From the Vault: Bengals win the 'Freezer Bowl' in 1982

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CINCINNATI -- The 1981 AFC Championship game will live in infamy. Not because of a close score, but because it was so darn cold.

The "Freezer Bowl" -- as it's called -- is still the coldest NFL game in history when wind chill is factored in. With the wind chill, the temperature dropped to -59 degrees Fahrenheit. The "Ice Bowl"  - the 1967 NFL Championship game at Green Bay's Lambeau Field - had the coldest recorded air temperature at -13 degrees.

 

The San Diego Chargers left sunny California to challenge the 12-4 Bengals at Riverfront Stadium for the AFC Conference championship on Jan. 10, 1982. Quite literally, they didn't get a very warm reception.

Ironically, the Chargers bested the Dolphins in the week prior in a hot, muggy, overtime game in Miami. Players in that game were taken off the field for heat exhaustion.

The NFL consulted with the Environmental Research Center to make sure it was safe for the game to go on in frigid Cincinnati. They got the go-ahead.

The Bengals were fresh off their first playoff win ever, over the Buffalo Bills, that season's AFC wildcard team. The franchise was only 14 years old, but they still felt they had experienced a "dry spell" where wins were long-awaited.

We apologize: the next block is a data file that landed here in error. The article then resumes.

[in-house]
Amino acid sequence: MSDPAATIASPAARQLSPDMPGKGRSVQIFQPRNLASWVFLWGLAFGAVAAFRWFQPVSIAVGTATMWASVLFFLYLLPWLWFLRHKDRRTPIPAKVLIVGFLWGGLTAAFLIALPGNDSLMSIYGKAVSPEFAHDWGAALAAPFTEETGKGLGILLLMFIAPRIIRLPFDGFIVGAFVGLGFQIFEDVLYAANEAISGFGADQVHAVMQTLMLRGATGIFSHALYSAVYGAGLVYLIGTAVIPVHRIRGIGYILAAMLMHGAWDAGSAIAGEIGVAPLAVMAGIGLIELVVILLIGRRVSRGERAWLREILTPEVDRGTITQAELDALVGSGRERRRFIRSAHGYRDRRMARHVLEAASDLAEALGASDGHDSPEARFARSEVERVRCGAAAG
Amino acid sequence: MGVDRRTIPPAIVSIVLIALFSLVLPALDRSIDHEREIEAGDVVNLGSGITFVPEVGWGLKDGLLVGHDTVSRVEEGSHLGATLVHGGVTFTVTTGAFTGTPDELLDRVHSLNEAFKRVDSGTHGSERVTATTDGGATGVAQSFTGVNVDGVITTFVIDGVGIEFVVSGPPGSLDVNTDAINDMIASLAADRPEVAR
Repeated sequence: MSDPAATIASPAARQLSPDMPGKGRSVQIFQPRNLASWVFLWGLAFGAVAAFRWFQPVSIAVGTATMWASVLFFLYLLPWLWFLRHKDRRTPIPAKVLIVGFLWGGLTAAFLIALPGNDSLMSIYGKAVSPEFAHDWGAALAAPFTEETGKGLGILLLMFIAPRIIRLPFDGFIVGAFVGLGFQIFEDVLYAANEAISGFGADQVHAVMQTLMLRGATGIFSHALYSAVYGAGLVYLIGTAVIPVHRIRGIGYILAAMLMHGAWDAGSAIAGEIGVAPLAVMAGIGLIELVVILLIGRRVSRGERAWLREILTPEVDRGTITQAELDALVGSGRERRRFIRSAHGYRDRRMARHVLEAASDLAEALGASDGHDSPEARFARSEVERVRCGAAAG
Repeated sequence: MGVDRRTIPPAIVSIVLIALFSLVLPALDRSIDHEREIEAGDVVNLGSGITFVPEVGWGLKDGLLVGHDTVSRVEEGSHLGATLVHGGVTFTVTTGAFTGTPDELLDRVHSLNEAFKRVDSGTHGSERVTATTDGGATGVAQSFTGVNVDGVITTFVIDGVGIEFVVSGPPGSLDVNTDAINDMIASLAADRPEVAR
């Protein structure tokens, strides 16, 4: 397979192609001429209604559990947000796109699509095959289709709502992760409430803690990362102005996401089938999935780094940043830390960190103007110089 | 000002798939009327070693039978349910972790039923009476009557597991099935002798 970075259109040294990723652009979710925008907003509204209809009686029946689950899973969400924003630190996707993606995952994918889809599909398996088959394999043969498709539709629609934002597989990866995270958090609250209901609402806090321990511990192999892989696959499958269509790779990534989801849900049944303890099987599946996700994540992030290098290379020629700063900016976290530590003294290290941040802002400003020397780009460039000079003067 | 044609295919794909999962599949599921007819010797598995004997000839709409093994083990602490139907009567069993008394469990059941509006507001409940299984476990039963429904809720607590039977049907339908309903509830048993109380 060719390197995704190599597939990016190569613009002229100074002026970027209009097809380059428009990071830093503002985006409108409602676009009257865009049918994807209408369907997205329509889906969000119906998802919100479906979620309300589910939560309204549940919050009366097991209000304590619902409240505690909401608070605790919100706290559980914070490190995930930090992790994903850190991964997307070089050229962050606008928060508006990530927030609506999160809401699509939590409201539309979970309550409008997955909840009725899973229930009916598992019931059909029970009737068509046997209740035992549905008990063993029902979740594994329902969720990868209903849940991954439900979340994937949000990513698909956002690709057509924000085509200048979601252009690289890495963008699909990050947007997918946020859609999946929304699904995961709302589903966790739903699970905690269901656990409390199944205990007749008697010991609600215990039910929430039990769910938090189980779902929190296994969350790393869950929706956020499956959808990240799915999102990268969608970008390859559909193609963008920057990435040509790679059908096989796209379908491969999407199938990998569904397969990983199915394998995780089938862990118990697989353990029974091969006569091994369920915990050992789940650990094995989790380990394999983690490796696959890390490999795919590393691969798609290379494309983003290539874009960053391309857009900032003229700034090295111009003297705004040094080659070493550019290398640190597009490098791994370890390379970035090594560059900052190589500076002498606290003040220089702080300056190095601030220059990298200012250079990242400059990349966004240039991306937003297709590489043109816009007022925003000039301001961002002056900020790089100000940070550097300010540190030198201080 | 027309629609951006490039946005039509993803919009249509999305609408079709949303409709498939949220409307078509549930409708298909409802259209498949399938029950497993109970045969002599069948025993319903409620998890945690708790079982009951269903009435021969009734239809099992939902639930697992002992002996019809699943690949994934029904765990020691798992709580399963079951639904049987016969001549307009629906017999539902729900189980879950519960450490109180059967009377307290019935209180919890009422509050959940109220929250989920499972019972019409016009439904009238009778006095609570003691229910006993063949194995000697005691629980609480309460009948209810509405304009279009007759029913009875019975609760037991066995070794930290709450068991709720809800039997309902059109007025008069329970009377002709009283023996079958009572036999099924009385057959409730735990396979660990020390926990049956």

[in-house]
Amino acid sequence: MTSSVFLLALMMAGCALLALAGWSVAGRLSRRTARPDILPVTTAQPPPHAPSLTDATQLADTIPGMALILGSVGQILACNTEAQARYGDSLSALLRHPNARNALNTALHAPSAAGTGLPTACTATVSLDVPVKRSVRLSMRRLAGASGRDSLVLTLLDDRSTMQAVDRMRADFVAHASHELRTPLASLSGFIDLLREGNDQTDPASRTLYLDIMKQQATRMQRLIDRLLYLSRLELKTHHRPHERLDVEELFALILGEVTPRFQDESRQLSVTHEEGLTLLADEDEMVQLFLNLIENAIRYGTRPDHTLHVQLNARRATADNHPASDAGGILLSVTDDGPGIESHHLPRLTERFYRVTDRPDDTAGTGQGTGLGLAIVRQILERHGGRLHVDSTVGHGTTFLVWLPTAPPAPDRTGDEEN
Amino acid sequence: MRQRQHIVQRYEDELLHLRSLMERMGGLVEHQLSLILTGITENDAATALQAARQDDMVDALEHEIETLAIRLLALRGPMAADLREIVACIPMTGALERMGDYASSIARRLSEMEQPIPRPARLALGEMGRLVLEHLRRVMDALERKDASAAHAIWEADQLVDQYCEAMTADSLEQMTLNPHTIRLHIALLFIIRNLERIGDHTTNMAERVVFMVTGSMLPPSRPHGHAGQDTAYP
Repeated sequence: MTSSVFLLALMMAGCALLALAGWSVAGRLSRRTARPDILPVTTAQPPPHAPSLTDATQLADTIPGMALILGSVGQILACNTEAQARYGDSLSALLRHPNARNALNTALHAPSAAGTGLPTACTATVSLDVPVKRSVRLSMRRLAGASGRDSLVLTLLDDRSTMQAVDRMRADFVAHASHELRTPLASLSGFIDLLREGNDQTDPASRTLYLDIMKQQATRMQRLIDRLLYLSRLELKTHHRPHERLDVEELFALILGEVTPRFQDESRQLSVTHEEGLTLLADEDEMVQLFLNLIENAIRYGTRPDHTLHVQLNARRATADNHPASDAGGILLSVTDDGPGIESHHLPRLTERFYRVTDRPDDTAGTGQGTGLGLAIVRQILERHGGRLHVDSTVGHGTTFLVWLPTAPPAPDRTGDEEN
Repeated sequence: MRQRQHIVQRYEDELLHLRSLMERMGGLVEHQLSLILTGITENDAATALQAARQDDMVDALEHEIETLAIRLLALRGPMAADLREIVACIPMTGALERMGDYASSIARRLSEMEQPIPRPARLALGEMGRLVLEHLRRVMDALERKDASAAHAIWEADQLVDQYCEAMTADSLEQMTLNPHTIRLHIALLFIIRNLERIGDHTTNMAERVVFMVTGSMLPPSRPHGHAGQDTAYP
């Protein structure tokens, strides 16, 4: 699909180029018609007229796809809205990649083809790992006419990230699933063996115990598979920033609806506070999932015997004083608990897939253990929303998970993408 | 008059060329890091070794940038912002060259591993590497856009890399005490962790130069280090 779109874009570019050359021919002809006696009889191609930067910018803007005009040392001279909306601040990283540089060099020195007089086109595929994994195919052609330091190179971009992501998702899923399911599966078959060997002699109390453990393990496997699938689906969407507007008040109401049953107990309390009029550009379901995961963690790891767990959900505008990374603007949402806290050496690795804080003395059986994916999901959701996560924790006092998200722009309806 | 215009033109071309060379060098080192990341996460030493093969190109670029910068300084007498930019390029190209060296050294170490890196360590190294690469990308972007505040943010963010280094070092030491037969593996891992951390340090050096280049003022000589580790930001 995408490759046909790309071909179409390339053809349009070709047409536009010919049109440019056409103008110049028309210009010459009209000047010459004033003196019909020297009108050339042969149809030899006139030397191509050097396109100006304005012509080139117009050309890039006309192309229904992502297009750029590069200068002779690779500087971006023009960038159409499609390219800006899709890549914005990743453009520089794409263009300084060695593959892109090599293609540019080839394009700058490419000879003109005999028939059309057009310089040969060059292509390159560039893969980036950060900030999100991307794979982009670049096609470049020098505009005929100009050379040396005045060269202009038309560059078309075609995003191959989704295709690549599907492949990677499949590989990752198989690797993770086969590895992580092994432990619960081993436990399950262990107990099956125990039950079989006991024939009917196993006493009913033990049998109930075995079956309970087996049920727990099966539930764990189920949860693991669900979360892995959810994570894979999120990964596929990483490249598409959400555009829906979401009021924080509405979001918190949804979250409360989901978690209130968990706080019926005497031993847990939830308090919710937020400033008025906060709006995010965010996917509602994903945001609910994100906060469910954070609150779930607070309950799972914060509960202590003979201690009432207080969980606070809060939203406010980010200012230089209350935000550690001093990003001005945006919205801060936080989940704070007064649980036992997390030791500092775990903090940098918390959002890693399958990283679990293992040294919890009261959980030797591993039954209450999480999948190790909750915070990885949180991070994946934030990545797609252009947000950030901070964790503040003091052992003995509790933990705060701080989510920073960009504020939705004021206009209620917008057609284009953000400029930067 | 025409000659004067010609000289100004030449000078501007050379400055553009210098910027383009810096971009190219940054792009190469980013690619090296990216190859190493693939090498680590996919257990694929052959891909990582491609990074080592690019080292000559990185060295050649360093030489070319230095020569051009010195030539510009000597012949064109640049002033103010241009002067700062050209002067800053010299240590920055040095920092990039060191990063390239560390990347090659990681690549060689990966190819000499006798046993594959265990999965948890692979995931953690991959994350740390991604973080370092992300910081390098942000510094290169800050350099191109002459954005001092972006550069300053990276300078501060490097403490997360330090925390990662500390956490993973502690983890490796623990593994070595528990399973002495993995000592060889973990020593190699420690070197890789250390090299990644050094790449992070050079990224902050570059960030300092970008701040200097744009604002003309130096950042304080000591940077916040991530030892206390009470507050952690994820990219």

"I waited nine years for this day," Bengals wide receiver Isaac Curtis said. "It feels great. It's been a long time."

Kenny Anderson was at the helm of the Bengals. The quarterback was named the NFL Most Valuable Player and NFL Comeback Player of the Year that season. Cris Collinsworth was a rookie in 1981 and boasted his new status as "Mr. Sports Illustrated."

The 27-7 win sent the Bengals to their first Super Bowl.

"I'll tell you what, girls like the big ring on your finger," the almost 23-year-old Collinsworth said. "I think we'll spend about a week up there (in Pontiac, Michigan), take over the town, just have a good time."

The Bengals offensive line -- featuring a babyfaced Anthony Munoz at left tackle -- played the entire game with bare arms. It was reported, though, that the entire team wore pantyhose.

"I don't think I've ever been that cold," Bengals head coach Forrest Gregg said after the game. And that's noteworthy -- Gregg also played for the Packers against the Dallas Cowboys in the "Ice Bowl," regarded as the "real" coldest game in NFL history.

An urban legend about the Freezer Bowl says a man -- or up to four men -- died in Cincinnati after they took their shirts off to celebrate the win.

There were shirtless guys and someone did die, but the two instances were separate. According to reports from our archives, the "shirtless guys" -- two are noted -- were hospitalized. And, as you might imagine, intoxicated. The same night, though, a homeless man froze to death in Cincinnati. That's a sad testament to the bitter cold the city felt that day, and the death has been mentioned alongside talk of the unbelievably cold football game.

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